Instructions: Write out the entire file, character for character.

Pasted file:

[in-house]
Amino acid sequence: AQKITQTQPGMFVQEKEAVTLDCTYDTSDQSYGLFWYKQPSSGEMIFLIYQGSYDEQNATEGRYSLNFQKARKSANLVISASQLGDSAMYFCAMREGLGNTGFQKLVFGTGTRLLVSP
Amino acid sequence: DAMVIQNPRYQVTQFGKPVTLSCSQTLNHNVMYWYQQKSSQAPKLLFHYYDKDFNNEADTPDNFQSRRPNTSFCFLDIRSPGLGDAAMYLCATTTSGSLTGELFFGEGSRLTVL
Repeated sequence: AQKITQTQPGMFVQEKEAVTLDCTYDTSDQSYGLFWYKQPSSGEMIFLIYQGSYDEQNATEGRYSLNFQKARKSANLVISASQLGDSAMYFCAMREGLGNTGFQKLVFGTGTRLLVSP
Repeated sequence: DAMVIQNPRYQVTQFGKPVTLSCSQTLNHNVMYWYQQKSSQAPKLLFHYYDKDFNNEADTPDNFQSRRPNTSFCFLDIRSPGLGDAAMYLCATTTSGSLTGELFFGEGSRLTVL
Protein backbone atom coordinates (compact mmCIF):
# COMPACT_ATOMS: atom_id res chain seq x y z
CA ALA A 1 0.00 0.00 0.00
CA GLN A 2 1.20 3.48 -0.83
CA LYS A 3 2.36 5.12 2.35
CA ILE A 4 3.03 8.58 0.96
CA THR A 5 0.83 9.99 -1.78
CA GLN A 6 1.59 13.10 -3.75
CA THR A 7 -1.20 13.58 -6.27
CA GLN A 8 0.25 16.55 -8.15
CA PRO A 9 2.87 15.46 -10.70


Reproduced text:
[in-house]
Amino acid sequence: AQKITQTQPGMFVQEKEAVTLDCTYDTSDQSYGLFWYKQPSSGEMIFLIYQGSYDEQNATEGRYSLNFQKARKSANLVISASQLGDSAMYFCAMREGLGNTGFQKLVFGTGTRLLVSP
Amino acid sequence: DAMVIQNPRYQVTQFGKPVTLSCSQTLNHNVMYWYQQKSSQAPKLLFHYYDKDFNNEADTPDNFQSRRPNTSFCFLDIRSPGLGDAAMYLCATTTSGSLTGELFFGEGSRLTVL
Repeated sequence: AQKITQTQPGMFVQEKEAVTLDCTYDTSDQSYGLFWYKQPSSGEMIFLIYQGSYDEQNATEGRYSLNFQKARKSANLVISASQLGDSAMYFCAMREGLGNTGFQKLVFGTGTRLLVSP
Repeated sequence: DAMVIQNPRYQVTQFGKPVTLSCSQTLNHNVMYWYQQKSSQAPKLLFHYYDKDFNNEADTPDNFQSRRPNTSFCFLDIRSPGLGDAAMYLCATTTSGSLTGELFFGEGSRLTVL
Protein backbone atom coordinates (compact mmCIF):
# COMPACT_ATOMS: atom_id res chain seq x y z
CA ALA A 1 0.00 0.00 0.00
CA GLN A 2 1.20 3.48 -0.83
CA LYS A 3 2.36 5.12 2.35
CA ILE A 4 3.03 8.58 0.96
CA THR A 5 0.83 9.99 -1.78
CA GLN A 6 1.59 13.10 -3.75
CA THR A 7 -1.20 13.58 -6.27
CA GLN A 8 0.25 16.55 -8.15
CA PRO A 9 2.87 15.46 -10.70